The PFMR® proximal femoral modular reconstruction implant (Protek, Sulzer Orthopedics, Switzerland) is a straight modular stem in sanded titanium with press-fit anchorage, intended to achieve spontaneous bone reconstruction following Wagner's principle. The aim of the present study was to analyze long-term clinical and radiological outcome.
Material and method
A single-center retrospective study included 48 PFMR stems implanted in 47 patients between 1998 and 2002. Results in this series were previously reported at 7 years’ follow-up.
Clinical assessment used PMA and Harris scores. Radiologic assessment focused on stem stability and osseointegration, and bone stock following Le Béguec.
Twenty-three patients were seen at a mean 14.5 years’ follow-up (13 deceased, 11 lost to follow-up), including 1 with bilateral implants, i.e., 24 stems. PMA and Harris scores, stem stability and osseointegration and bone stock were stable with respect to the 7-year findings. Radiology found 7 stem fractures in the Morse taper, i.e., in 29% of implants. Two of these cases required femoral implant replacement; 5 were asymptomatic.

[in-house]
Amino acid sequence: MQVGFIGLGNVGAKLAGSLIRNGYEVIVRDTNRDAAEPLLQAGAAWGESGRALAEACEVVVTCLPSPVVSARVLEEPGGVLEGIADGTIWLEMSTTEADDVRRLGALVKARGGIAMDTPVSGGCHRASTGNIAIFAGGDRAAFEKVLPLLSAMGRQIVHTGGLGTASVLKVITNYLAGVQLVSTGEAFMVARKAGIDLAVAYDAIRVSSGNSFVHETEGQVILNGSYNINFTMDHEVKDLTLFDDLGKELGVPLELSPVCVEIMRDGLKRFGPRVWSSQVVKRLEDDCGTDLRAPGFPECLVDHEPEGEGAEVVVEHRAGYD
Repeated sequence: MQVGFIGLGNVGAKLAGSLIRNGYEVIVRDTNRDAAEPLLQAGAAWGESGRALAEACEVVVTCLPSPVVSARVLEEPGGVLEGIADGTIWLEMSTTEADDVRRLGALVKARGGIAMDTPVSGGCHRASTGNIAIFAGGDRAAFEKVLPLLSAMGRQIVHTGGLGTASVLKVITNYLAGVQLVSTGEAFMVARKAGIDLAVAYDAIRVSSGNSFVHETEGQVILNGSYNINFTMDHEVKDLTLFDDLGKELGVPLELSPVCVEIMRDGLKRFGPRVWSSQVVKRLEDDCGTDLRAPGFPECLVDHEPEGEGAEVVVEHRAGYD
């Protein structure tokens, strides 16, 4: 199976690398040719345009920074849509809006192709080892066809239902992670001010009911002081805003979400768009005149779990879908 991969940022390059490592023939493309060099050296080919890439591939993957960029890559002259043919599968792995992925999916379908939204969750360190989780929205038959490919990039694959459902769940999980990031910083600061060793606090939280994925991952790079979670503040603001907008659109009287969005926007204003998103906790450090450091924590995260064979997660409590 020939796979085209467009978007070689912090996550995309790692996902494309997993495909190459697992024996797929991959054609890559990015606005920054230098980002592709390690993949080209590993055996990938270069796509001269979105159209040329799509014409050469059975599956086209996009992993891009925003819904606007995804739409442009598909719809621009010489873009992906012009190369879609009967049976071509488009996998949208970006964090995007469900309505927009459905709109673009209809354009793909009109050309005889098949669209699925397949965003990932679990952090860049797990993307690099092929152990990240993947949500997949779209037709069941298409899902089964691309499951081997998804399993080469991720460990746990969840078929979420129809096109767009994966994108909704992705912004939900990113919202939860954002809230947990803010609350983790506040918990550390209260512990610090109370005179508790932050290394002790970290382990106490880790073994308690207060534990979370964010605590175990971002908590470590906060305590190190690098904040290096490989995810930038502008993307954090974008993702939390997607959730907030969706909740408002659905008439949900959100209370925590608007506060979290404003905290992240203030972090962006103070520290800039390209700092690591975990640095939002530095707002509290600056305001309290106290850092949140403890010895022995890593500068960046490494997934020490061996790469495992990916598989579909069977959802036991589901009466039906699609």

Discussion and conclusion
Long-term outcome for PFMR stems was clinically and radiologically satisfactory for the 16 patients free of mechanical complications. The Morse taper fracture rate was high, and higher than reported elsewhere. The usual risk factors for implant fracture were not found in the present series. The modular design of the press-fit revision implant is its weak point; monoblock implants should be used in patients with good life-expectancy.
Level of evidence
IV (retrospective study).Le texte complet de cet article est disponible en PDF.
Keywords : Revision, Modular, Femoral stem, Fracture, Survival, PFMR